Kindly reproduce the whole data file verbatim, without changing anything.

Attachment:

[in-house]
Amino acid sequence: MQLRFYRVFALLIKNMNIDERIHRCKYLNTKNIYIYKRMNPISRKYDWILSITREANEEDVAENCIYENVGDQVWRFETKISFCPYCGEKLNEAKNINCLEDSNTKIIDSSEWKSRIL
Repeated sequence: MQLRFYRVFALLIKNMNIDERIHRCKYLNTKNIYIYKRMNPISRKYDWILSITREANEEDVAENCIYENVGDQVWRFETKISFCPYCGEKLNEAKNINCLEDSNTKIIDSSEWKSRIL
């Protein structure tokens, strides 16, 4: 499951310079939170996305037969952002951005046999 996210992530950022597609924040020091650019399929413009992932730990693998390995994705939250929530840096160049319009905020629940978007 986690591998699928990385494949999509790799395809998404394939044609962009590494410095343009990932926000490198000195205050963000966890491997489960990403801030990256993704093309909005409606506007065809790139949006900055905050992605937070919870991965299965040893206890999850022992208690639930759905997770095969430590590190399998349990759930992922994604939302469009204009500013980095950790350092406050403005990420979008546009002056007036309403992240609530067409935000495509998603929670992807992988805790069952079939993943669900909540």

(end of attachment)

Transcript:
[in-house]
Amino acid sequence: MQLRFYRVFALLIKNMNIDERIHRCKYLNTKNIYIYKRMNPISRKYDWILSITREANEEDVAENCIYENVGDQVWRFETKISFCPYCGEKLNEAKNINCLEDSNTKIIDSSEWKSRIL
Repeated sequence: MQLRFYRVFALLIKNMNIDERIHRCKYLNTKNIYIYKRMNPISRKYDWILSITREANEEDVAENCIYENVGDQVWRFETKISFCPYCGEKLNEAKNINCLEDSNTKIIDSSEWKSRIL
């Protein structure tokens, strides 16, 4: 499951310079939170996305037969952002951005046999 996210992530950022597609924040020091650019399929413009992932730990693998390995994705939250929530840096160049319009905020629940978007 986690591998699928990385494949999509790799395809998404394939044609962009590494410095343009990932926000490198000195205050963000966890491997489960990403801030990256993704093309909005409606506007065809790139949006900055905050992605937070919870991965299965040893206890999850022992208690639930759905997770095969430590590190399998349990759930992922994604939302469009204009500013980095950790350092406050403005990420979008546009002056007036309403992240609530067409935000495509998603929670992807992988805790069952079939993943669900909540």